“I feel it’s time to question the factors that create this very idea of arthouse films and where we stand in relation to them … Also, this whole issue of ‘independent’ or ‘alternative’ cinema — what exactly is it independent from or alternative to? What are the aesthetics that we endorse, and what do they mean?”
The decision to be more flexible with selecting what to screen was also prompted by a mounting realization that Zawya’s steadily growing audience was not restricted to the crowd of artists and cinephiles it drew at its inception, a time when “the major bulk of the audience on any given night was our friends and acquaintances in the filmmaking industry,” as Ayman puts it. “That sense of intimacy was great while it lasted, but as time went by our following began to change,” she says.
“We are content with being what we are for now, particularly because a place like Cimatheque [an alternative film center in downtown Cairo that also opened in 2014] exists — the way I see it, they are the ones catering to that specialized audience now with their program, which is radically different from ours,” Shazli adds.
However, both Ayman and Shazli admit that Zawya’s programming has been inconsistent and acknowledge that, so far, the curated programs have been less frequent than originally intended. “There was a lot of financial pressure on us to rely more on releases, and, as we grew, more distributors wanted to work with us,” Shazli says. Moreover the team usually welcomed the fact that other entities — such as D-CAF, Shnit and the Cairo International Women’s Film Festival — often wanted to rent Zawya for events of their own. Not only was it an extra source of income, but they felt that collaborating with more actors on the city’s cultural scene strengthened their project. All of that, Shazli says, led to an overcrowded schedule, taking up slots where more special programs could have been.
Now that Zawya is managing two screens in Karim — one that can hold 310 people, and another 78 — both Shazli and Ayman believe there will be more space for unconventional programming. “We want our programming to be less event based, so we hope we won’t only have condensed programs but also single screenings throughout the week,” Shazli says. “We want people to feel that they can come to Zawya on a random day without knowing what’s on and be sure they’ll find something interesting.”
The opening program, Youssef Chahine: The Restoration Project, is the result of years of work by Marianne and her brother Gaby Khoury to restore Chahine’s filmography, of which 20 films are now ready. Some of the restorations were done in Egypt, others — the French co-productions — at the Cinematheque Francaise, and one in at the Cineteca di Bologna. “It’s not really a curated program. We’re just celebrating the restorations and hoping to start an open discussion about the dire state of Arabic film copies and what can be done about it, because we have to move fast,” says Ayman.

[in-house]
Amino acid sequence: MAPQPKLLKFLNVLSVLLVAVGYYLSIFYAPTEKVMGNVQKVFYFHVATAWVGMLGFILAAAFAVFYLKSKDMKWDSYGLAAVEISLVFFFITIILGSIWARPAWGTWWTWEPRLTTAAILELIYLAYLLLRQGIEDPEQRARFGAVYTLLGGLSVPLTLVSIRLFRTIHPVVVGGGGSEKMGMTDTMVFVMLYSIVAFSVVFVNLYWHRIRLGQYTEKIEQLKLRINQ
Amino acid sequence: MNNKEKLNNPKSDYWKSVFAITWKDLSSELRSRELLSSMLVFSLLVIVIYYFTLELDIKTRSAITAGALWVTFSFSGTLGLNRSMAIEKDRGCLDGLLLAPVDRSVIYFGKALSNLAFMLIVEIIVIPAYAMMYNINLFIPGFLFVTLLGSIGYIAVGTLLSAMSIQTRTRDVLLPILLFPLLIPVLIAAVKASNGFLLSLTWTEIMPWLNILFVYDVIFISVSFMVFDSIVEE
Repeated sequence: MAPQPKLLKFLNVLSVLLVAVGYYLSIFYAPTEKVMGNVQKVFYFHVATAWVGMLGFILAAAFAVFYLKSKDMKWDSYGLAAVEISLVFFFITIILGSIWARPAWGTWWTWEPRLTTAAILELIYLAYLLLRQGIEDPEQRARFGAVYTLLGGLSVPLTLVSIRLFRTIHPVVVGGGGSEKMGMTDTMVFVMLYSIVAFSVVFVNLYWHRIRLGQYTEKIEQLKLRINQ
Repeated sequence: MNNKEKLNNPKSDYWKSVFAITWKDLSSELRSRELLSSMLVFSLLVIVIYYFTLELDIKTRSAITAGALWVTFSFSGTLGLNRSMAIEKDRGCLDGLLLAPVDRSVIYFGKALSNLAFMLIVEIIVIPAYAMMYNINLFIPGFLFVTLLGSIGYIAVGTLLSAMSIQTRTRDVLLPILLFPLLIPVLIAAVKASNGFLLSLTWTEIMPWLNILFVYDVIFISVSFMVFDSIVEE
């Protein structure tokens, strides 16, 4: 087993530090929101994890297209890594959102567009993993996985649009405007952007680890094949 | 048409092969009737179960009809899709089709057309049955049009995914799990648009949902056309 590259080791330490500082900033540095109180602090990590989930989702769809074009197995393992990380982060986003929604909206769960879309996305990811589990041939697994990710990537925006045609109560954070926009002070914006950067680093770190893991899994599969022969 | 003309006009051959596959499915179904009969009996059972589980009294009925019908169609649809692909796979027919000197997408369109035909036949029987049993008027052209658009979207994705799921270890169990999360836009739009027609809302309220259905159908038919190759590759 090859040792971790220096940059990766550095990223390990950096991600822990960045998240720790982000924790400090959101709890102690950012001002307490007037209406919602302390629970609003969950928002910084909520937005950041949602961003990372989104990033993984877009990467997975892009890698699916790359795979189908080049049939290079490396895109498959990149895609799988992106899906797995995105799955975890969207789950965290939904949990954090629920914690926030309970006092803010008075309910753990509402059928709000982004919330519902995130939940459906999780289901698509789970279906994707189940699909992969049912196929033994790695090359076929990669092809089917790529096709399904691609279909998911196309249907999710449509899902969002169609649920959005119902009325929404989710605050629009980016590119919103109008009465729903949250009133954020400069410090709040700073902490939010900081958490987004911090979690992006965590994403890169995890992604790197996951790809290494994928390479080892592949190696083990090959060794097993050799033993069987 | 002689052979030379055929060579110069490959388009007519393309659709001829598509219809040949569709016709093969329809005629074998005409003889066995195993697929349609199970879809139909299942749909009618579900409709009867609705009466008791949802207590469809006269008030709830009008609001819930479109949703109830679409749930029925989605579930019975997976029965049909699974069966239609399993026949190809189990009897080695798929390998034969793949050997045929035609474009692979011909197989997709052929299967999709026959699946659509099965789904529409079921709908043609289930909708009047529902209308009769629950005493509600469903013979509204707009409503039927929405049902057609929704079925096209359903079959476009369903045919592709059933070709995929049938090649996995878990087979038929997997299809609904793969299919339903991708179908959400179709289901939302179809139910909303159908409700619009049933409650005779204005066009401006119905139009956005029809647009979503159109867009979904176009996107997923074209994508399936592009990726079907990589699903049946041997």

الفرق بين النسخة الأصلية والنسخة المُرممة لفيلم الارض.
الفيلم هيتعرض النهارده الساعة ٧، التذاكر الباقية محدودة جداً تقدروا تيجوا بدري وتحجرزوا من شباك التذاكر او اون لاين من اللينك ده: https://goo.gl/SFYx7F
نشوفكم في السينما!
Check out the difference between the restored and original copy of “The Land/ Al Ard”.
The film will be screened today at 7pm, the remaining seats are very limited, come early and book your ticket from the box office or online through this link: https://goo.gl/SFYx7F
See you at the cinema.
Posted by Zawya on Monday, September 17, 2018
Ayman’s curatorial touch can be felt, however, on the parallel program of events, particularly a masterclass on the evolution of Chahine’s storytelling techniques conducted by filmmaker Bassel Ramses and a workshop titled This Land First Speaks to You in Signs with artist and curator Ala Younis, where participants will explore how seminal historical events are restructured in cinema. The aim in the parallel program is to explore how we can “toy around” with the scholarly works produced about Arab cinema, and not just in the form of critical writing. “This is why [Younis]’s presence is important, because it demonstrates how cinema can act as raw material for other kinds of production,” she says.